Network News

X My Profile
View More Activity
Posted at 2:35 PM ET, 02/23/2011

National Democrats weren't that concerned about unions before Wisconsin

By Ezra Klein

Josh Barro points out that there's some hypocrisy in Barack Obama's support for the workers in Wisconsin:

The scope of collective bargaining for federal employees is sharply limited. They are forbidden to collectively bargain for wages or benefits; instead, raises are determined annually through legislation. Wisconsin unions would actually have slightly more scope for bargaining than this: they could bargain for cost of living adjustments up to CPI, or more if approved in a referendum. So, if the Wisconsin law is an assault, federal employee unions have already been pummeled.

But instead of trying to strengthen the hand of federal workers' unions, Obama supports aggressive use of the direct wage-setting power, urging Congress to freeze federal workers' pay for two years. He's made no suggestion that such a wage freeze should occur only through a bargaining process, which would be required in states where wages are a matter for collective bargaining.

It's worth noting that neither Obama officials nor their predecessors in the Clinton administration concerned themselves much with strengthening organized labor. Neither the Employee Free Choice Act nor any other serious reforms of the labor laws received serious attention from either White House. Meanwhile, the intervening Bush administration was quite concerned with undermining organized labor (you might remember that the final fight over the legislation creating the Department of Homeland Security had to do with some unionbusting provisions Republicans inserted to make the law difficult for Democrats to support).

I think it's possible that the events in Wisconsin are reminding Democrats of the role organized labor plays in both the political system and leading to a renewed interest in the health of the union movement, but it's really too early to tell.

By Ezra Klein  | February 23, 2011; 2:35 PM ET
Save & Share:  Send E-mail   Facebook   Twitter   Digg   Yahoo Buzz   StumbleUpon   Technorati   Google Buzz   Previous: How long can Scott Walker hold out?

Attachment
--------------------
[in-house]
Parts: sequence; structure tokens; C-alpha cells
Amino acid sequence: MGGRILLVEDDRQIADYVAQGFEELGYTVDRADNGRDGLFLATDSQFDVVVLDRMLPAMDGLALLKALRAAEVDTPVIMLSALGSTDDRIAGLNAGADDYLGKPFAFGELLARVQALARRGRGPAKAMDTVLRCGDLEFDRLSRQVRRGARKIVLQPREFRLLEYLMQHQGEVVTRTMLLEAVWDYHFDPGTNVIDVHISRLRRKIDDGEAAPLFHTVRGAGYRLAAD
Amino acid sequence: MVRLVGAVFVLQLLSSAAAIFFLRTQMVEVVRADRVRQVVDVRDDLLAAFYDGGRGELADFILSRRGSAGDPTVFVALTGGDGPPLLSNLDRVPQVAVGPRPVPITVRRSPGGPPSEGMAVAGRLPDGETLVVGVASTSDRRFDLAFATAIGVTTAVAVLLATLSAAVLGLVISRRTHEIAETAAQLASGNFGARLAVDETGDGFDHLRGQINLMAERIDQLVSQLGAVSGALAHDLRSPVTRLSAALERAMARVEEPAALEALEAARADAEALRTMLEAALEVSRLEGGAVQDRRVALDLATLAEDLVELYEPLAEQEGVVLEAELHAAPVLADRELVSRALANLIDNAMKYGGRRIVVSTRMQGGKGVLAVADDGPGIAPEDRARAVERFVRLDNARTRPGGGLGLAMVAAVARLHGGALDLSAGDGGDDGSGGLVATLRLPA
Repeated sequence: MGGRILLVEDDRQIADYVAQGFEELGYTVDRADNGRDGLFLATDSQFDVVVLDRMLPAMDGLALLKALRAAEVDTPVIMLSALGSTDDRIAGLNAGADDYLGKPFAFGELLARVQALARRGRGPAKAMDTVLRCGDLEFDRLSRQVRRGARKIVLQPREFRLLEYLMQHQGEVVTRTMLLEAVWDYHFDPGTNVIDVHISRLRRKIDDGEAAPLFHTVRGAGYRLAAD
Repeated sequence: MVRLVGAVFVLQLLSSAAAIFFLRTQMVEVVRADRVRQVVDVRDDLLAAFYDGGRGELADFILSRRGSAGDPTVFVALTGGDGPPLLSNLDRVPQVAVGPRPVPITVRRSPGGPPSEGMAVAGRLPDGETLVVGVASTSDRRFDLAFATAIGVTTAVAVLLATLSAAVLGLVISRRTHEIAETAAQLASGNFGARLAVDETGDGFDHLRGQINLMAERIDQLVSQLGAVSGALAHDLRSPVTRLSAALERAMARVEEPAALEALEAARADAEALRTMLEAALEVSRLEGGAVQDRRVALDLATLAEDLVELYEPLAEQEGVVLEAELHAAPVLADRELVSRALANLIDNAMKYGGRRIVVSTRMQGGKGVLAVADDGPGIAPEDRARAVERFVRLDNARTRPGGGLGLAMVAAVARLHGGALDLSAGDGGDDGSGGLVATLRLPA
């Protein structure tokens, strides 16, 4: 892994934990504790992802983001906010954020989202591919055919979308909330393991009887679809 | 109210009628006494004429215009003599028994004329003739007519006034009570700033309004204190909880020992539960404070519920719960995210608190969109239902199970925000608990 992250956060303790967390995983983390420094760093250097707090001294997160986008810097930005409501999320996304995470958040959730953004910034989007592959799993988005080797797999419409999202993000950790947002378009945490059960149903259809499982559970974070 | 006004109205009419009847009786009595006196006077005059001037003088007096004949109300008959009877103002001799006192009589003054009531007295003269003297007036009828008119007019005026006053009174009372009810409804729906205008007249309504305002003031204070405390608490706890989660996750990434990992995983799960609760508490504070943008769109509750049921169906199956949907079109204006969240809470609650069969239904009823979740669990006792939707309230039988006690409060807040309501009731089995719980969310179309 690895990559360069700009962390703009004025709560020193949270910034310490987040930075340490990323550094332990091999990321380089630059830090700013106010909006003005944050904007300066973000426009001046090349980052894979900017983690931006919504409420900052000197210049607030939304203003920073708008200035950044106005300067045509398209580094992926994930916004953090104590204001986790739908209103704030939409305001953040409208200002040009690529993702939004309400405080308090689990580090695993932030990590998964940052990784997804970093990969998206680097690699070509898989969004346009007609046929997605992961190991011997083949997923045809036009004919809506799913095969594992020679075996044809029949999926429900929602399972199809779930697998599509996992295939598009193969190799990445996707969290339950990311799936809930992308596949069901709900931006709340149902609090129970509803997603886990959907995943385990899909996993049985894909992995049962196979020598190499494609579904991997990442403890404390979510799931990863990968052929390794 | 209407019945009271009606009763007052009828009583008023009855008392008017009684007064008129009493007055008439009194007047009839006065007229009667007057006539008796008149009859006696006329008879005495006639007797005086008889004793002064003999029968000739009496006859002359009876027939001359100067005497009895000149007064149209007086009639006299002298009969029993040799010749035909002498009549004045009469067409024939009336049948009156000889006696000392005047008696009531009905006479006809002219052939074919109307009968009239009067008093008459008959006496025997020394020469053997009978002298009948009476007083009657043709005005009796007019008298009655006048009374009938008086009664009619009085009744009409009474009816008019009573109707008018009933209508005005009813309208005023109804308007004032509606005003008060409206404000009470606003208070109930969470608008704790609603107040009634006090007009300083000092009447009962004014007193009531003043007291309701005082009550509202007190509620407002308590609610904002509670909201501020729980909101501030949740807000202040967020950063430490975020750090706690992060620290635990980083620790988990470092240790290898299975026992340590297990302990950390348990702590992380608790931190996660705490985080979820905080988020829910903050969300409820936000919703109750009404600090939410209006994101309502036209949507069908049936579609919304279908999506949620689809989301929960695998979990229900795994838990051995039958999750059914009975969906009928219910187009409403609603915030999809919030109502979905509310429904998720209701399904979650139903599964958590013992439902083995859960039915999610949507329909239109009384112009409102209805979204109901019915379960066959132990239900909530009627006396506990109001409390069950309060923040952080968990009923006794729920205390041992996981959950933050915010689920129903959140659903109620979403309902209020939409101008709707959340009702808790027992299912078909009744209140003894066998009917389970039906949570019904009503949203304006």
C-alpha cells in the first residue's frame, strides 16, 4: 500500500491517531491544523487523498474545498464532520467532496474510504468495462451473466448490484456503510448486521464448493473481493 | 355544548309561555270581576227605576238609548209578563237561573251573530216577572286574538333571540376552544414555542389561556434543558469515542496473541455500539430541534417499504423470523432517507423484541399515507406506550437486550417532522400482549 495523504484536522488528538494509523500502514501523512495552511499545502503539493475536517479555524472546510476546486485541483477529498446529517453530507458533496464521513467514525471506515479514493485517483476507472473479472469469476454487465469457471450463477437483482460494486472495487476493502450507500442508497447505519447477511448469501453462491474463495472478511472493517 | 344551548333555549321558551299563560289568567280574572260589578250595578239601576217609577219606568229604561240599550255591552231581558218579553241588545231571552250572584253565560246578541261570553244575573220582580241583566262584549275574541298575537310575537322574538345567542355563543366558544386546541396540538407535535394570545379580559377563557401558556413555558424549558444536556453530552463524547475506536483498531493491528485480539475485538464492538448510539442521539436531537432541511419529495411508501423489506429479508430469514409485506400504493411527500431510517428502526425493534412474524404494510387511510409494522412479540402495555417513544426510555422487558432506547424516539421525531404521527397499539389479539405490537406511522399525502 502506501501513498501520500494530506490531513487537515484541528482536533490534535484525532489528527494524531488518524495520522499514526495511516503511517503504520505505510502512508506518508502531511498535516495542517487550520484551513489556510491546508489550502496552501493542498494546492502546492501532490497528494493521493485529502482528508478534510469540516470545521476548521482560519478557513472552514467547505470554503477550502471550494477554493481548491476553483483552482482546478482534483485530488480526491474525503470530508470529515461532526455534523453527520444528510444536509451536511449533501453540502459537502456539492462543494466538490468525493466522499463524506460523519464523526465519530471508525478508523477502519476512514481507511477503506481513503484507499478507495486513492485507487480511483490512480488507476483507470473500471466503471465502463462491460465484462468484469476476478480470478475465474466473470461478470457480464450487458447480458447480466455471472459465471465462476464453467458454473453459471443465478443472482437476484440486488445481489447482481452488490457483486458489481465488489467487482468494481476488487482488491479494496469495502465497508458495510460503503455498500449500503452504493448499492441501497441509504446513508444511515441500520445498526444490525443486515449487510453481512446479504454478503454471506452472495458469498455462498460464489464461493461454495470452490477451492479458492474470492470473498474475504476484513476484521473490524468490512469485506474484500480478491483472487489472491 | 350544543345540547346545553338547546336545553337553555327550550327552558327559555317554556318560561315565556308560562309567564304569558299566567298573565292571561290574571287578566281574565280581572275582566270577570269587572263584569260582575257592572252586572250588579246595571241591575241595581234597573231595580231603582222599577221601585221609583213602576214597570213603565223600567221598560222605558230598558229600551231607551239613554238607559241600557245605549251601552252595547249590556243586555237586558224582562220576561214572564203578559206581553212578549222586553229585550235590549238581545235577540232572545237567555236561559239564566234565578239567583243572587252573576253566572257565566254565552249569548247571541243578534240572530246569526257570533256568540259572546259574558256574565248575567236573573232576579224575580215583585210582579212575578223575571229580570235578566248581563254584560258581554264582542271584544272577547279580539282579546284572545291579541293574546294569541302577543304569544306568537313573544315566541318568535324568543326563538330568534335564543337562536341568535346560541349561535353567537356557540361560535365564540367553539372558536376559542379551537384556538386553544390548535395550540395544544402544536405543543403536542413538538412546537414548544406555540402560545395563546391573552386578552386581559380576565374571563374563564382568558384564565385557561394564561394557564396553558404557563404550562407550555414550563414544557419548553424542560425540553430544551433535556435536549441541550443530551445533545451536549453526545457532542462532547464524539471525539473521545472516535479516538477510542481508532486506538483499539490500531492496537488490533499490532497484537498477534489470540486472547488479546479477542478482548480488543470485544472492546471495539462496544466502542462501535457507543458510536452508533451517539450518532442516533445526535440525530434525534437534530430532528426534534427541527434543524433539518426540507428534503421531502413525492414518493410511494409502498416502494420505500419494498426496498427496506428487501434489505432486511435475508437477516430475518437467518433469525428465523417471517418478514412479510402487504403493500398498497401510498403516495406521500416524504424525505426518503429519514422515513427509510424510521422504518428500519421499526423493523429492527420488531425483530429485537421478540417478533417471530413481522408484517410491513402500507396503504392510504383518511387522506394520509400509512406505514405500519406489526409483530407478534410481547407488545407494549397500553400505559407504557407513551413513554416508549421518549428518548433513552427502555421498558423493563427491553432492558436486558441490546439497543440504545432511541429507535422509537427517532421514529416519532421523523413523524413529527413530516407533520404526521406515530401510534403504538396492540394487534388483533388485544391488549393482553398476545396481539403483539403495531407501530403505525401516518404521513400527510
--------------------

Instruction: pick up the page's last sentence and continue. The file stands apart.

Next: Predicting state budget deficits in two graphs


"I think it's possible that the events in Wisconsin are reminding Democrats of the role organized labor plays in both the political system and leading to a renewed interest in the health of the union movement, but it's really too early to tell."

just like tea party folk purport to value the constitution, democrats value american traditions, as well.
democrats value social protections, safety nets, equal opportunity, a voice for those who are unempowered...benefits to ensure health and safety and well-being
.and therefore, the threat of losing an important safeguard, by an upstart governor,has awakened all of us. and the younger ones, also....seeing their families struggling, as they are struggling...and all of us have family members who have been part of unions, and grateful for it.
i think this has been a powerful moment for democrats.
a uniting moment.
an awakening.

Posted by: jkaren | February 23, 2011 2:57 PM | Report abuse

Have you forgotten how Obama gave away substantial ownership in the car companies to the union and orchestrated a bailout that really served to preserve the union's health benefits? That was a many billion dollar gift to the unions.

Posted by: basil2812 | February 23, 2011 2:59 PM | Report abuse

at a deeper, more ideological place, for democrats, this is an issue about social justice, and fairness.
these themes that have been brought to the surface..
governor walker touched a collective nerve, when he closed the door on hundreds of thousands of workers....

he has gotten much more than he "bargained" for!
i think the repercussions will be very positive for democrats.
it reminds us, what we are "about."
i believe,it has been a very good thing.

the governor has suspended the paychecks of the senators, but many democrats will pitch in to help. these senators will be rewarded for standing by their principles.

Posted by: jkaren | February 23, 2011 3:05 PM | Report abuse

I take issue with some of what you wrote here Ezra. While I will agree that President Obama didn't try very hard to get the union election laws changed in 2009, he did put it forth. It was denied by Democrats as well as Republicans in the Senate.

You can pin it on Obama if you want but he at least made the gesture.

Posted by: kindness1 | February 23, 2011 3:12 PM | Report abuse

Post a Comment

We encourage users to analyze, comment on and even challenge's articles, blogs, reviews and multimedia features.

User reviews and comments that include profanity or personal attacks or other inappropriate comments or material will be removed from the site. Additionally, entries that are unsigned or contain "signatures" by someone other than the actual author will be removed. Finally, we will take steps to block users who violate any of our posting standards, terms of use or privacy policies or any other policies governing this site. Please review the full rules governing commentaries and discussions.

characters remaining

RSS Feed
Subscribe to The Post

© 2011 The Washington Post Company